How To Check Your Blood Pressure on the Samsung Galaxy S9

Samsung brought a handful of new features to the s9 this year of course, and one of the more interesting  changes has to do with the optical sensor on the back of the device. The sensor’s primary function is a health indicator of sorts, it allows you to monitor your heart rate which is nothing new, Samsung phones have been able to do that for a while, but what no phone has even been able to do up to this point is monitor a person blood pressure, and coupled with a new research app in the google play store, that’s exactly what you can do now with the S9.

The App is called My BP Lab and Samsung partnered with the University of California San Francisco to make this all possible but also to allow the university to conduct research on the topic of smart phones being used as these sort of medical devices and how they improve accuracy for the future. So when you download the app and first set everything up, you’re going to have to go through a bunch of screens that let you know all the details about the study, what you can expect from the app, and you also need to enter some personal information about yourself, although I didn’t find it particularly invasive which is a good thing. After you have the app all setup, you need to set a baseline heart rate reading and you can do this a couple of ways. The most accurate way obviously is to use the proper medical devices like an arm band or cuff or a machine, or if you happen to know maybe your heart rate reading from your last doctors visit, you can also manually enter it in which is what I did. You want to be as accurate as possible of course and I’ll show you what that’s important in just a second.

Now in order to actually take your blood pressure, it’s really straightforward you just need to sit comfortably in a chair with your arm up above your heart and then just cover the sensor around back with your finger, you just have to lay it down and make sure it’s covering completely and the app will tell you if you’ve done it properly, and after just a few seconds, it’ll capture your current blood pressure reading. It’s surprisingly quick, and depending on how you initially setup the app, you’ll get your reading in 1 of 2 ways. If you were able to setup a true initial blood pressure reading, like 120/80, you’ll be able to get a true numbers reading from the app. If not, after the second time you take your blood pressure, you’ll get a percentage change reading compared to your last measurement, which isn’t as helpful as a numbers reading but still might be relatively useful for some people I’d imagine.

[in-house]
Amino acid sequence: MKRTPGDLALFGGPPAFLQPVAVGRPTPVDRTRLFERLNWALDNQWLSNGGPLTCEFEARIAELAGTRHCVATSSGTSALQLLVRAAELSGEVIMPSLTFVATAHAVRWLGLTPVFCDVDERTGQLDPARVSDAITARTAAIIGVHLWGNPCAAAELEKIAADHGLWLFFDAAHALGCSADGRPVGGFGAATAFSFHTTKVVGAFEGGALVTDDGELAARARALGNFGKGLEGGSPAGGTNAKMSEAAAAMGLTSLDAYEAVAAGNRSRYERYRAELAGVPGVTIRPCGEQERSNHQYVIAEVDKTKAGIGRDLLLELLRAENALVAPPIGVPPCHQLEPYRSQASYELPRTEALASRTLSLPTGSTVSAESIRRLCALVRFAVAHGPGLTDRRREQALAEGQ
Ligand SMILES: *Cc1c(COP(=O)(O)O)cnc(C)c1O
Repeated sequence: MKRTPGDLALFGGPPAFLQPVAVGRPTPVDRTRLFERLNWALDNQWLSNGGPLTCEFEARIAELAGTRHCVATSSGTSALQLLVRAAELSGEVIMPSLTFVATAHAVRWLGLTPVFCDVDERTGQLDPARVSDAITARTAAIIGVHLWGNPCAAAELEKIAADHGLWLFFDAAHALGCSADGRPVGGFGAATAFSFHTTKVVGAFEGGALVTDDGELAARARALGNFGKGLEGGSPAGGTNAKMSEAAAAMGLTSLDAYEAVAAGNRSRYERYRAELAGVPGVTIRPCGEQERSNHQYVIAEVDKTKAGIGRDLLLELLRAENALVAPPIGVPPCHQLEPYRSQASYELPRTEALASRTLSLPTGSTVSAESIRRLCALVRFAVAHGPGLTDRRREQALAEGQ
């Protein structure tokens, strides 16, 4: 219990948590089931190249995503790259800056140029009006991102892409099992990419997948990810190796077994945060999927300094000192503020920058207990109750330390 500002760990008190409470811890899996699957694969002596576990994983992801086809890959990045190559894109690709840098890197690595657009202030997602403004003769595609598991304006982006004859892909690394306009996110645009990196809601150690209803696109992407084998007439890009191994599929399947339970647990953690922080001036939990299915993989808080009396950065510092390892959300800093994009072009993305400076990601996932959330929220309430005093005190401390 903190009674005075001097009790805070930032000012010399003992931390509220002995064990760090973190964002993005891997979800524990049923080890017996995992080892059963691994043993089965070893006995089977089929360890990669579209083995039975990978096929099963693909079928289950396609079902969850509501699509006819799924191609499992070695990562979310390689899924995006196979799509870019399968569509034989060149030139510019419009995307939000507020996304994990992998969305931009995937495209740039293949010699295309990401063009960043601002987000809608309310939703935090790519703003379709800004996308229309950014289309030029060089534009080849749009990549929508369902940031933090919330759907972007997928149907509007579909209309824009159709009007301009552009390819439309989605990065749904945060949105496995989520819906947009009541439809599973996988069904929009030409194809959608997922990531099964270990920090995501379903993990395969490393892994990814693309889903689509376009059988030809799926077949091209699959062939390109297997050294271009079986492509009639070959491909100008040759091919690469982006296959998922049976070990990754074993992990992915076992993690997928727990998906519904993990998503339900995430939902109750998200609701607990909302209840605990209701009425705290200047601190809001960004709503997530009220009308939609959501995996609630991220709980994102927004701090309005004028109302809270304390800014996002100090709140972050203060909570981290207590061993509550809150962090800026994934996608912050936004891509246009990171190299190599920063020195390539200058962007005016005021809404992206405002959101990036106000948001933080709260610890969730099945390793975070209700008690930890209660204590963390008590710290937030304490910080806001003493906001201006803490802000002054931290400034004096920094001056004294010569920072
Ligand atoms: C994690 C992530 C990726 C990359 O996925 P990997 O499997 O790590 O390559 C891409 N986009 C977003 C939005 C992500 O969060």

The app encourages you to take your blood pressure twice a day, every day and you’ll be able to map how things are going over time, but more importantly a person could potentially check their blood pressure in an instant in order to monitor any drastic changes and I think that’s how this app would be most useful. I can’t necessarily comment on its accuracy aside from the fact that the blood pressure reading it measured for me was within a couple percentage points of what I know to be my approximate blood pressure, so it wasn’t giving me anything crazy and I think for most people it’ll be a solid tool for casually monitoring their health. I hope UCSF gathers enough data in their study to really nail down the accuracy of something like this and especially seeing how useful an Apple Watch is in monitoring health, id imagine we’ll see every day tech items be incorporated more and more into the realm of health monitoring.


About Wade

Wade Bennett (@TechDaily) has been creating online content since 2010. From reviewing the latest flagship electronics to offering his thoughts and opinions on everything in the tech world, Wade has garnered a large online following through his various social medial platforms. Wade also prides himself on finding the best tech products for the everyday shopper. His consumer-focused shopping website,, lists the best tech deals on all the latest gadgets and accessories from countless websites.

View all posts by Wade

Leave a Reply

Your email address will not be published. Required fields are marked *